LumiThera: Preventing Vision Loss With No Drugs
By Jutta Schulze.
LumiThera, Inc., a leading company in the area of photobiomodulation, has developed a medical device which uses non-invasive low-light therapy to treat vision-related diseases. While light therapy has been effectively used in sport’s therapy, CEO Clark Tedford explains that the company’s developments focus on preventing vision loss that affects especially elderly people.
A common reason for impaired vision at older age is that the retina becomes less flexible, thus causing problems such as glaucoma, macular degeneration, and diabetic retinopathy, among others. The special, selected wavelengths of the light stimulate the mitochondria, which are responsible for a cell’s metabolism. By improving the cell’s performance, many patients are able to improve their vision.
In the United States alone, approximately 11 million people suffer from impaired vision, and numbers are expected to double by 2020. Laser therapy is a promising alternative to the general recommendations made by doctors, such as to take vitamins and “live a healthy life.” Tedford assumes that the market will expand to some 300 million patients over the next 20 years, whose medical needs in terms of vision-related diseases are currently unmet.
The LT-300 Ophthalmologic LED Device is currently awaiting approval by Canadian authorities as well as under clinical trial in Europe before it will be launched on the US market. “We hope to be here [in the United States] in about two years,” Tedford says. “This is an area that is very large in terms of the commercial potential,” he adds. The device could be a “mainstay in the doctor’s office, so it could treat other injury to the eye, other retinal diseases,” which makes it a highly attractive opportunity for investment not only for pharmaceutical companies.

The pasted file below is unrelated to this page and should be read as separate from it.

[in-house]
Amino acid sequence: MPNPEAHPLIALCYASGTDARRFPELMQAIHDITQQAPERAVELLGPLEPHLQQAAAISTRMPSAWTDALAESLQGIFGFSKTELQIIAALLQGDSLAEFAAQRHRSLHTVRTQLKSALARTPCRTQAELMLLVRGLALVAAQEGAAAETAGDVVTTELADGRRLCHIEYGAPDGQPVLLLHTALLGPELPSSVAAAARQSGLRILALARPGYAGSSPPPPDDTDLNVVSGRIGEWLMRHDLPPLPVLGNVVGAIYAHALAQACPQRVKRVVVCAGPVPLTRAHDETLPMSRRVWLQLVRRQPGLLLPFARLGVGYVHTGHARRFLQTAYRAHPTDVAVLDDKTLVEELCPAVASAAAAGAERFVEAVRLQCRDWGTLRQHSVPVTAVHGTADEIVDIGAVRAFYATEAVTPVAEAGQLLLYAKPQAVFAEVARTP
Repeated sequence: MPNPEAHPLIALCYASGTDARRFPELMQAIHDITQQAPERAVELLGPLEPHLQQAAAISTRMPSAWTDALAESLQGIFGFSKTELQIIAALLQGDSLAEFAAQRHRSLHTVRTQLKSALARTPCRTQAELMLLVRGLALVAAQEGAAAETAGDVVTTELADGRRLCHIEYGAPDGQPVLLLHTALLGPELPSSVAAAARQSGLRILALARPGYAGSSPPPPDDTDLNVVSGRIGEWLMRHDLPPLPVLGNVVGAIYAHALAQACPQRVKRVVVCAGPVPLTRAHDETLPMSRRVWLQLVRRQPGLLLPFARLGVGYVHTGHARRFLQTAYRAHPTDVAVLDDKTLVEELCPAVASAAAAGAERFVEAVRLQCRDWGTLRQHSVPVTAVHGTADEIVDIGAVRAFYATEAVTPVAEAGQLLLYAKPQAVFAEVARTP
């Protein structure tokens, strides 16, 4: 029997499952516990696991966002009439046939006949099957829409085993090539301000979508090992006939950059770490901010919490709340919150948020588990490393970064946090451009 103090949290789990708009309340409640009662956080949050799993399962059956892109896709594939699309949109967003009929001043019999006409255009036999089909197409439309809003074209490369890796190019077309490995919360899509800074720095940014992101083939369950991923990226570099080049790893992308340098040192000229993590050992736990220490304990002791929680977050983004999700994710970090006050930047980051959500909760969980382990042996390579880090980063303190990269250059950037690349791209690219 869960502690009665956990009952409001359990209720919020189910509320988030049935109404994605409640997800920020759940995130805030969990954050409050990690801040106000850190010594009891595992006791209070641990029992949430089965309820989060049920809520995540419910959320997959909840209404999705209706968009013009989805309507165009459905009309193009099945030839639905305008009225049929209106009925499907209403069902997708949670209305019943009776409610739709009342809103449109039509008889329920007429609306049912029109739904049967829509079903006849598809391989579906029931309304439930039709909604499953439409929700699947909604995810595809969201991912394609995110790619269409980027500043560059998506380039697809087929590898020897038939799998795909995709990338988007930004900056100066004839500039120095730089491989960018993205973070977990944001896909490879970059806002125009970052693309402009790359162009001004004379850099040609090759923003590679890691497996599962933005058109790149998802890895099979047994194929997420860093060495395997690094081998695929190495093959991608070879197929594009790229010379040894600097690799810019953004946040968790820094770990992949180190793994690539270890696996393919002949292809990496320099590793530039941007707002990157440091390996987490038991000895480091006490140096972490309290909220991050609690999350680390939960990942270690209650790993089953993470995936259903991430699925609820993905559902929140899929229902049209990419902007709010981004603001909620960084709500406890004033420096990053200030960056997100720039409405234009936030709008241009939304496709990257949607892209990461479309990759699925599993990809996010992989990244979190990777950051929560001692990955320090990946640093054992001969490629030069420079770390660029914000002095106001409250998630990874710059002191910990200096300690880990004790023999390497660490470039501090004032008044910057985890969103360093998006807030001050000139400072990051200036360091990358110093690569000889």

Tedford, who is a neuropharmacologist by training, has worked in the field of age-related diseases for years, investigating Alzheimer’s and Parkinson’s diseases, along with vision-related pathologies, before he started considering new technologies in medical devices as an alternative in terms of non-invasive and cost-effective solutions for patients suffering from vision loss.
The technique is extremely safe, involves no drug treatment, and focuses on prevention to stop the progression of the disease. It has been used successfully in other areas of medicine for years. The treatment, Tedford adds, can have “a huge impact in terms of quality of life” for patients all over the world.
LumiThera expects to begin to roll out trials in Europe in the first quarter next year, in anticipation of earning their CE Mark, which opens up the entire EU for marketing and speeds the way for US FDA approval.
Disclosures: The author, Jutta Schulze, holds no interest in any of the securities or entities mentioned above. She has not received compensation for this article, other than from Small Cap Nation. The statements above do not constitute recommendations. The article has been based on publicly available information, and seeks to be unbiased and non-promotional.